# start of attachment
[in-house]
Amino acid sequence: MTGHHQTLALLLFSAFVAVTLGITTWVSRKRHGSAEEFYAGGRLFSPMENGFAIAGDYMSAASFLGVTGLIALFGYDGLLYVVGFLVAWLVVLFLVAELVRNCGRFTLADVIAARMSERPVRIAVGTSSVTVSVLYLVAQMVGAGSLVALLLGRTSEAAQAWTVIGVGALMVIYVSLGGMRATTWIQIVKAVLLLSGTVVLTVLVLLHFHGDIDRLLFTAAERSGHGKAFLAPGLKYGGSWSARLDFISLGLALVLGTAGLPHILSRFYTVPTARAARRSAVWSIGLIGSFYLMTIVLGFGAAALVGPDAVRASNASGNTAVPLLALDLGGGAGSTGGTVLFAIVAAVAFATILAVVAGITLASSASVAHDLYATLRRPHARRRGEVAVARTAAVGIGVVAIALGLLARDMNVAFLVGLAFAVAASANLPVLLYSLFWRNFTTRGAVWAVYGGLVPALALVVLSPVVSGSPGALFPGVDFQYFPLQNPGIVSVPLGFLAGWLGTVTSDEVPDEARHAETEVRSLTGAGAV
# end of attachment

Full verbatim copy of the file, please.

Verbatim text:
[in-house]
Amino acid sequence: MTGHHQTLALLLFSAFVAVTLGITTWVSRKRHGSAEEFYAGGRLFSPMENGFAIAGDYMSAASFLGVTGLIALFGYDGLLYVVGFLVAWLVVLFLVAELVRNCGRFTLADVIAARMSERPVRIAVGTSSVTVSVLYLVAQMVGAGSLVALLLGRTSEAAQAWTVIGVGALMVIYVSLGGMRATTWIQIVKAVLLLSGTVVLTVLVLLHFHGDIDRLLFTAAERSGHGKAFLAPGLKYGGSWSARLDFISLGLALVLGTAGLPHILSRFYTVPTARAARRSAVWSIGLIGSFYLMTIVLGFGAAALVGPDAVRASNASGNTAVPLLALDLGGGAGSTGGTVLFAIVAAVAFATILAVVAGITLASSASVAHDLYATLRRPHARRRGEVAVARTAAVGIGVVAIALGLLARDMNVAFLVGLAFAVAASANLPVLLYSLFWRNFTTRGAVWAVYGGLVPALALVVLSPVVSGSPGALFPGVDFQYFPLQNPGIVSVPLGFLAGWLGTVTSDEVPDEARHAETEVRSLTGAGAV